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# Ch15 solarsystemsection1

## by cwyatt01 on Mar 21, 2011

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## Ch15 solarsystemsection1Presentation Transcript

•
• Astronomy
• Chapter Fifteen: The Solar System
• Chapter Sixteen: The Sun and the Stars
• Chapter Seventeen: Galaxies and the Universe
• Chapter Fifteen: Astronomy
• 15.1 The Solar System
• 15.2 The Planets
• Investigation 15A
• How big is the Solar System?
The Size of the Solar System
• 15.1 The solar system
• Ancient observers noticed that five bright objects seemed to wander among the stars at night.
• They called these objects planets , from the Greek word meaning “wandering star,” and named them Mercury, Venus, Mars, Jupiter, and Saturn.
• 15.1 The solar system
• Galileo made two discoveries.
• Galileo argued that the phases of Venus could not be explained if Earth were at the center of the planets.
• 15.1 The solar system
• Second, Galileo saw that there were four moons orbiting Jupiter.
• Galileo’s discoveries helped prove that Earth and the other planets orbit the sun, disproving the early theory that earth was the center of the universe.
• 15.1 The organization of the solar system
• Today, we define the solar system as the sun and all objects that are gravitationally bound to the sun.
•
• 15.1 Gravitational force
• Newton’s law of universal gravitation explains how the strength of the force depends on the mass of the objects and the distance between them.
• 15.1 Orbital motion
• Orbital motion is caused by the interaction between inertia and gravitational force.
• According to Newton’s first law, inertia causes objects to tend to keep moving in a straight line.
• 15.1 Orbital motion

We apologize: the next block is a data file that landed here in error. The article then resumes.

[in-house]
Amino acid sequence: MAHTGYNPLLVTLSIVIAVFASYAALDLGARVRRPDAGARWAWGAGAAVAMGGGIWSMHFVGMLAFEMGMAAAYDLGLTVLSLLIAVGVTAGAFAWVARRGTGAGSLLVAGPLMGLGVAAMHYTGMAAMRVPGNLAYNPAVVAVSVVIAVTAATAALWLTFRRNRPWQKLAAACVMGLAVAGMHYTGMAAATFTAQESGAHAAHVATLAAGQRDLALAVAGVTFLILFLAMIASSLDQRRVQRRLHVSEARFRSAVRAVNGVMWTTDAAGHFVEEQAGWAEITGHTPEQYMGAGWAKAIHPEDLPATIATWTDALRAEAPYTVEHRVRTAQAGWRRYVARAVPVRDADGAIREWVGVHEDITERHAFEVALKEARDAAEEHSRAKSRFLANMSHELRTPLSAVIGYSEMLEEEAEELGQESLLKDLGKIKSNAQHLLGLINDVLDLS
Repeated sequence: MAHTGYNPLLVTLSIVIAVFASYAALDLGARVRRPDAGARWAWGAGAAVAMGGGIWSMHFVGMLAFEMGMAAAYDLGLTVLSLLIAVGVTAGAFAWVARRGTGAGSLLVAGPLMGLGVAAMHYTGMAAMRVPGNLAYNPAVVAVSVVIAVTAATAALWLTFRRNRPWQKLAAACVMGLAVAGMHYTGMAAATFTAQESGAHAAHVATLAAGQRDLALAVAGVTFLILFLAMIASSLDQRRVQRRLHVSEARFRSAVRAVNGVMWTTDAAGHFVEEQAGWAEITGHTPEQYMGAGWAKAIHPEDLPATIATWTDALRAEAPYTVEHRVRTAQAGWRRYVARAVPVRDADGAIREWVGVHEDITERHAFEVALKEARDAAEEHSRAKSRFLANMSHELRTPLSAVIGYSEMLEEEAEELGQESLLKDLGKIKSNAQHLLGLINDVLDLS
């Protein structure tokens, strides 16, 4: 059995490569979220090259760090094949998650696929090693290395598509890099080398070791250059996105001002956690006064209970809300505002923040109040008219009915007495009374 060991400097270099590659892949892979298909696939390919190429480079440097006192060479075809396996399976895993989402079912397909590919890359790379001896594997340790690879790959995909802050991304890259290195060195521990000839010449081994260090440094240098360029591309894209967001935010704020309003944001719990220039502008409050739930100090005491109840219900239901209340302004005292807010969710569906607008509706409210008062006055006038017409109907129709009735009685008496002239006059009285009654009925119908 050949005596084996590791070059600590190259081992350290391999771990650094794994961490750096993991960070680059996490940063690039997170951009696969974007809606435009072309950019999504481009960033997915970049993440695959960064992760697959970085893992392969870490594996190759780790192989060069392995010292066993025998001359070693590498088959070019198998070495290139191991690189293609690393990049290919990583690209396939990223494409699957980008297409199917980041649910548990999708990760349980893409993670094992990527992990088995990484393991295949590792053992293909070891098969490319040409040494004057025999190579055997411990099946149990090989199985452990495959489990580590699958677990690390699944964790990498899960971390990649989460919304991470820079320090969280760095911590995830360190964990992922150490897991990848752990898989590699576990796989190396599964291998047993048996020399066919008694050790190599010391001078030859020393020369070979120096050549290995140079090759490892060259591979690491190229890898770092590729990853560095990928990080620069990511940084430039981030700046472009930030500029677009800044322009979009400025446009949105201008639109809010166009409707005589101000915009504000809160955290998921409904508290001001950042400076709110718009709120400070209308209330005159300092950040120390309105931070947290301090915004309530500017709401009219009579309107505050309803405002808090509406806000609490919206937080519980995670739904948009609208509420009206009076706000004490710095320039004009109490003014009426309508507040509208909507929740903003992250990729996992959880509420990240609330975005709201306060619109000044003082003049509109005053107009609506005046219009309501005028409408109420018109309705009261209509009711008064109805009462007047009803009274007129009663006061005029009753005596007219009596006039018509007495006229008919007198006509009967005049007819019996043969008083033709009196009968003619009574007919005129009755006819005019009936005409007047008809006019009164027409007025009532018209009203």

• The sun’s gravity always pulls the planets toward it.
• This force would create a perfectly circular orbit IF a planet’s velocity vector were exactly at right angles to its radius from the sun.
• 15.1 Overview of the planets
• The planets are commonly classified in two groups.
• The terrestrial planets include Mercury, Venus, Earth, and Mars.
• The gas planets include Jupiter, Saturn, Uranus, and Neptune.
• Pluto is neither terrestrial nor gas, but in a class of its own.
• 15.1 Overview of the planets
• 15.1 Overview of the planets
• 15.1 Asteroids and comets
• An asteroid is an object that orbits the sun but is too small to be considered a planet.
• The largest asteroid, named Ceres, is 933 kilometers (580 miles) across.
• 15.1 Asteroids and comets
• We believe comets are made mostly of ice and dust.
• A comet’s tail can stretch for millions of kilometers into space and faces away from the sun as the comet continues its orbit.
• 15.1 Meteors and meteorites
• Occasionally, chunks of rock or dust break off from a comet or asteroid and form a meteor .
• As Earth orbits the sun, it passes through this debris, creating a meteor shower as the small bits of dust burn up in the atmosphere.
• 15.1 Meteors and meteorites
• If a meteor is large enough to survive the
• passage through Earth’s atmosphere and strike the ground, it becomes a meteorite .